I like the fact that Jesus will eat anywhere he is invited. There is something very simple about that principle. He will go to the home of an adoring disciple or a skeptical religious leader. Since Jesus does it, we must do the same.
We are not told of the circumstances of Simon's invitation. But, we are told he is a Pharisee. As has already been recorded, the Pharisees were so focused on their esteemed community position and their rules, they did not appreciate Jesus' ministry. In fact, they so did not like Jesus that some conspired to shut Jesus up by killing him. Would Simon go that far? Not sure. He could be like Nicodemus who met Jesus in the middle of the night. What is clear from Jesus is that he didn't receive a warm welcome from Simon.
We are not told many specifics about the woman either. We only know that she had sin (rebellion against God) in her life and that when she heard where Jesus was, she immediately went to him and demonstrated by her actions that she knew who Jesus is. Isn't it interesting we have now seen two people who demonstrated great excitement once they learned who Jesus is who didn't have physical but deep spiritual infirmities and they are both women? Please don't try to tell me that Jesus or the recorders of his ministry had a low regard for women.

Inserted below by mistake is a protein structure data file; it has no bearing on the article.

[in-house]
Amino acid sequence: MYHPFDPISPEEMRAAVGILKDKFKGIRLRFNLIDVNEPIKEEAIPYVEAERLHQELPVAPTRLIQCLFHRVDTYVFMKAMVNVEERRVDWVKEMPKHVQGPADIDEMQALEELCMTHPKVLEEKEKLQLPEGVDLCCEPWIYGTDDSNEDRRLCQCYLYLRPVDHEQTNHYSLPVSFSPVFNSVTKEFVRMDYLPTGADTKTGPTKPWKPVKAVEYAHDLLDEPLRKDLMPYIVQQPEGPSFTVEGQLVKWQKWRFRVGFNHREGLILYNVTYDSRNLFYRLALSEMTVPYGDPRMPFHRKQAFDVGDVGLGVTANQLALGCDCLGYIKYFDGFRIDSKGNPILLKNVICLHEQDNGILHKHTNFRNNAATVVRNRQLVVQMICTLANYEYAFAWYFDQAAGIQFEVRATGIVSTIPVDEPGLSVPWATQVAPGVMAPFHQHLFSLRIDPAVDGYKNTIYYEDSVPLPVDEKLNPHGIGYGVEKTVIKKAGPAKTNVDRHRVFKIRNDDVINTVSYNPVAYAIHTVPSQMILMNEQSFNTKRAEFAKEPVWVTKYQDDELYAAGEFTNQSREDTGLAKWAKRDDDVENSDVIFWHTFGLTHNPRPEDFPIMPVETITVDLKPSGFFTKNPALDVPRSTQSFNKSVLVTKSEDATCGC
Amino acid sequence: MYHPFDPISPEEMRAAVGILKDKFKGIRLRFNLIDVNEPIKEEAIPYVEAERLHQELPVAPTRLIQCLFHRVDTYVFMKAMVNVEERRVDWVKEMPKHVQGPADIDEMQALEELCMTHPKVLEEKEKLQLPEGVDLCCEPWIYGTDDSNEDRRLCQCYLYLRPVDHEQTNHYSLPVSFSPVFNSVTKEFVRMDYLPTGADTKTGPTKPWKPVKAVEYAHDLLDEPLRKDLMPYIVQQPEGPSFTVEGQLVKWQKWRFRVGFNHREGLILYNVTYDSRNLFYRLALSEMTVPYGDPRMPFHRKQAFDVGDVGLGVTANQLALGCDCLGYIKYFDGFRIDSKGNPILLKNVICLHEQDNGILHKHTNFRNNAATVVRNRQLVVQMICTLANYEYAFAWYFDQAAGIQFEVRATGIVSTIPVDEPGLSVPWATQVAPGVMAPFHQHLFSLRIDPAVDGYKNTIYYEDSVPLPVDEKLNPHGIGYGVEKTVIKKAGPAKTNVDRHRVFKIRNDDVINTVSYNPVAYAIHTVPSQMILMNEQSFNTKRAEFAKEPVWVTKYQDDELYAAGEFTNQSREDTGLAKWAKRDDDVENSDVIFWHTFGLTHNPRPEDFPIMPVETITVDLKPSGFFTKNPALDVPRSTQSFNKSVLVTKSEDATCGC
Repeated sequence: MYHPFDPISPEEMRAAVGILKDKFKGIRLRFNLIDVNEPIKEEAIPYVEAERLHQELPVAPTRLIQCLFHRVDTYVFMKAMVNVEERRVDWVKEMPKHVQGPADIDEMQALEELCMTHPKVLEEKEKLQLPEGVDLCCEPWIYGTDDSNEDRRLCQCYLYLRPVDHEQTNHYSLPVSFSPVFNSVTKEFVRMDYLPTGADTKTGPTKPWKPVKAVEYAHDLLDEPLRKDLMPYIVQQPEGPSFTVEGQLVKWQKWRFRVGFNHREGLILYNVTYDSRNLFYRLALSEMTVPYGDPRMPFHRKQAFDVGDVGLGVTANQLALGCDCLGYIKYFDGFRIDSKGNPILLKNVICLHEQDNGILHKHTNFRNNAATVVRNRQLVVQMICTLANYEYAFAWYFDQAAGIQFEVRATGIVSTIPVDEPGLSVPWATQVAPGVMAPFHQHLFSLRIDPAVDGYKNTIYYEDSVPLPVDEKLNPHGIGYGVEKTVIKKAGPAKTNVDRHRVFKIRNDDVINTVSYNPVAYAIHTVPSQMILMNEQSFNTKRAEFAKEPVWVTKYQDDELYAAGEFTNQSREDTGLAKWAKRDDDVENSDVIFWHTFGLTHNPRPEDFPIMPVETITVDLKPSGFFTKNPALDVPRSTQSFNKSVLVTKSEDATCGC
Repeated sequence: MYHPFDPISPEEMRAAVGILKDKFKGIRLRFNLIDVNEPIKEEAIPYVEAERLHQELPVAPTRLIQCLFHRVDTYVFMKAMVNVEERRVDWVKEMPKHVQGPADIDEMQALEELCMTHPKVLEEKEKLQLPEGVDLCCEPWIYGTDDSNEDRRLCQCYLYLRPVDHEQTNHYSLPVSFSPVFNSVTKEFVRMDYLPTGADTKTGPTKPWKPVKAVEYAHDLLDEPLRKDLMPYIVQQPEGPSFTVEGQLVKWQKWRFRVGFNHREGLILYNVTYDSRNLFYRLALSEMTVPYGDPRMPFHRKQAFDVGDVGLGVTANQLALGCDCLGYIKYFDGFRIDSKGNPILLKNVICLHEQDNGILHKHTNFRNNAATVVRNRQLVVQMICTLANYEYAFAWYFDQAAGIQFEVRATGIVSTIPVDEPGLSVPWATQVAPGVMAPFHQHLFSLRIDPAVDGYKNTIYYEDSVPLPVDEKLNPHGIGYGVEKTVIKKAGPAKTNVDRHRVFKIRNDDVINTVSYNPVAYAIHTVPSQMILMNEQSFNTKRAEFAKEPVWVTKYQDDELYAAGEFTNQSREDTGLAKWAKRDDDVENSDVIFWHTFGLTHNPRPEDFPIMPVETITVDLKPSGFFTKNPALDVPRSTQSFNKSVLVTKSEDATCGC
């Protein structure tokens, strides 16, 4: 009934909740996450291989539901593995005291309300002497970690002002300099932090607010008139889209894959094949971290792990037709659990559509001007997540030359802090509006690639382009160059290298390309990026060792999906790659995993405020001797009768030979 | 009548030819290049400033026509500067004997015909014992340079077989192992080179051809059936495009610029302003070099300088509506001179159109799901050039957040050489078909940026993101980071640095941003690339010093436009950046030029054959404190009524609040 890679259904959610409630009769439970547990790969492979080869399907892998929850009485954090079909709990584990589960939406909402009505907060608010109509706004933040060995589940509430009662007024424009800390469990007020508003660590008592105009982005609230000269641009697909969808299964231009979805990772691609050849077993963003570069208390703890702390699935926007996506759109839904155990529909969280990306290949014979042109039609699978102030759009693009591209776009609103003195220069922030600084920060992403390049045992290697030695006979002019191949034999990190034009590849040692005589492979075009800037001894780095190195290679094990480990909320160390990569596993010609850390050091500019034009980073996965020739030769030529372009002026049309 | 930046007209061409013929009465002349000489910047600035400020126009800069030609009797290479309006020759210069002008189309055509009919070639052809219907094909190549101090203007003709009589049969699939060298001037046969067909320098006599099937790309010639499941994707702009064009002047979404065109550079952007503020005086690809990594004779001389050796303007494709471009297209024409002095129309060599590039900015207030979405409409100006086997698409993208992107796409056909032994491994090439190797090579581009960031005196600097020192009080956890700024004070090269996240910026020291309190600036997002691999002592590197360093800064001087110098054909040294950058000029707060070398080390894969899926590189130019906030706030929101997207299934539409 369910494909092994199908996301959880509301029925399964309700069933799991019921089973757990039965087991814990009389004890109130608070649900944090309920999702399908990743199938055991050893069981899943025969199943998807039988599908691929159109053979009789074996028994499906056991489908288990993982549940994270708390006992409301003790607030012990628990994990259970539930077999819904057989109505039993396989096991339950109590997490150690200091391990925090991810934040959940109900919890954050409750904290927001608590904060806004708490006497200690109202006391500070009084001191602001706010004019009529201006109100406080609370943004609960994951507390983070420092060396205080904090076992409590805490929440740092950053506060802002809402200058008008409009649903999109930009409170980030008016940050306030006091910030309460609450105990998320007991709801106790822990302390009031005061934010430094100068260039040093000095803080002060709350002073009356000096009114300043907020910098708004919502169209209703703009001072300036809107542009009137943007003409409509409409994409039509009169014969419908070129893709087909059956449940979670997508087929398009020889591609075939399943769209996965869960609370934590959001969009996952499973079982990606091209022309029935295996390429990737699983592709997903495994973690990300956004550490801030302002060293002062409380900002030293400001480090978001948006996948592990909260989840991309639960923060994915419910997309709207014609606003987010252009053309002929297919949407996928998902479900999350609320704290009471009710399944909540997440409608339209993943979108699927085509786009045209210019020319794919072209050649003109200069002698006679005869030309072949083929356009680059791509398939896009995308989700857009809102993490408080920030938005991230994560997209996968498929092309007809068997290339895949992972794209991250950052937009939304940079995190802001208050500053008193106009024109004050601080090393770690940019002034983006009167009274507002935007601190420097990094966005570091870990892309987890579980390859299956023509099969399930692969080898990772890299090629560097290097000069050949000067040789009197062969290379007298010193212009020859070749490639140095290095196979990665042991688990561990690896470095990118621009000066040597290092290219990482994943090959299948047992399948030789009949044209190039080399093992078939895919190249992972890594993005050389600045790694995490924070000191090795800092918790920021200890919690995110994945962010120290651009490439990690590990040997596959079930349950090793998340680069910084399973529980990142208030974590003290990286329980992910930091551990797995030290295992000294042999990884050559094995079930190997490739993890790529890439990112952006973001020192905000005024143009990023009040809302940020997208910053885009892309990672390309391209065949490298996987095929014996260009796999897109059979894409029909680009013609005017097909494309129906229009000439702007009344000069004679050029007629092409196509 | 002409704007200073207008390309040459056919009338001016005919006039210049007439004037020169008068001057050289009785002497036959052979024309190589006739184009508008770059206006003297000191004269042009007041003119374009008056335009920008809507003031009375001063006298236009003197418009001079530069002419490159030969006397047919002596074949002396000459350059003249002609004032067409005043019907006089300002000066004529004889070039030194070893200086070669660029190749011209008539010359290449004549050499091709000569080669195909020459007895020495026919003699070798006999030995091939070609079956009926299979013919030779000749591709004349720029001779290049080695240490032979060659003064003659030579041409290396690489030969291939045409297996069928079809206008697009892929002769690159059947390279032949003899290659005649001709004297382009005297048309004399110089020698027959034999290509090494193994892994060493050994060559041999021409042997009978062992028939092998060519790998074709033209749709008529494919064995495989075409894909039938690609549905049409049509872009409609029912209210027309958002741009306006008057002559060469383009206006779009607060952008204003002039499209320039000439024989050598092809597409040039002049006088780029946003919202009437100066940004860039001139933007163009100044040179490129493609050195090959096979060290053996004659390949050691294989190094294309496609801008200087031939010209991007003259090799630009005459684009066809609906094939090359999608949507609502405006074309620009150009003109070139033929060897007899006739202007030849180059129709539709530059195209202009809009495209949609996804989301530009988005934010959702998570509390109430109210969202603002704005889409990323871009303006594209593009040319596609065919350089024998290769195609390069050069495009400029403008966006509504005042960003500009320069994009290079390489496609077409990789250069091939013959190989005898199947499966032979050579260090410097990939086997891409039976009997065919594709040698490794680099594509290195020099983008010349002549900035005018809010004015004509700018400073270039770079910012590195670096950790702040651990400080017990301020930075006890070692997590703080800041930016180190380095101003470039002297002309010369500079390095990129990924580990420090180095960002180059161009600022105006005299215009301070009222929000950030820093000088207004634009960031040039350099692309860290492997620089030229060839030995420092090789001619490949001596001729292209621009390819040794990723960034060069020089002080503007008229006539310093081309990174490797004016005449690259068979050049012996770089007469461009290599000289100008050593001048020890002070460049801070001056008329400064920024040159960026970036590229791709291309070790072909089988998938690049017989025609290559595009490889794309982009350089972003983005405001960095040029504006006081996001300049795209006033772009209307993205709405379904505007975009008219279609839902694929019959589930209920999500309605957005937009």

We learn in this passage that religious people are not warm people. For Simon's coldness was not only demonstrated by the way he welcomed Jesus into his home, but by the way he regarded the woman. Apparently, he knew the woman and he knew her sin. Was his reaction, "I am so thankful that this needy woman will find the help she needs and maybe this Jesus, who is the friend of sinners, can provide what she needs." Sadly, no. In fact, he projects his repulsion toward this woman onto Jesus. He thinks that if Jesus knew this woman as well as he did, Jesus wouldn't even let her touch him.
Jesus then addresses both of them in his leading question. Does Jesus' answer mean that the religious leader had little to be forgiven for? I do believe that the woman did have much to be forgiven and delivered from, but I'm not sure Simon had little in comparison. Look at the lack of love he had for people. Surely his unwillingness to love his neighbour as himself is a grievous sin.
What caused this sin is what Jesus addresses. The woman knew of her need. Simon did not. Simon had it all figured out, or so he thought. Simon thought he did not need forgiveness. Simon thought he was fine in the eyes of God. But his folly is demonstrated in how he welcomed this man of God into his home. You would think that a man after God's own heart would lovingly welcome one of God's servants into his home.
How and who we welcome into our lives and homes says a lot about our true understanding of our Father in Heaven and the one he sent. The woman knew who Jesus is. That he is her Saviour, the Messiah. She demonstrated her faith through a tremendous outpouring of generosity and affection toward Jesus.
Jesus forgives her sin and tells her in another astonishing statement, "Your faith has saved you; go in peace." How do we react to the presence of Jesus? Do we welcome him or regard him with suspicion? Jesus is the way to have a right relationship with our Father in heaven, to find peace. What do you have faith in?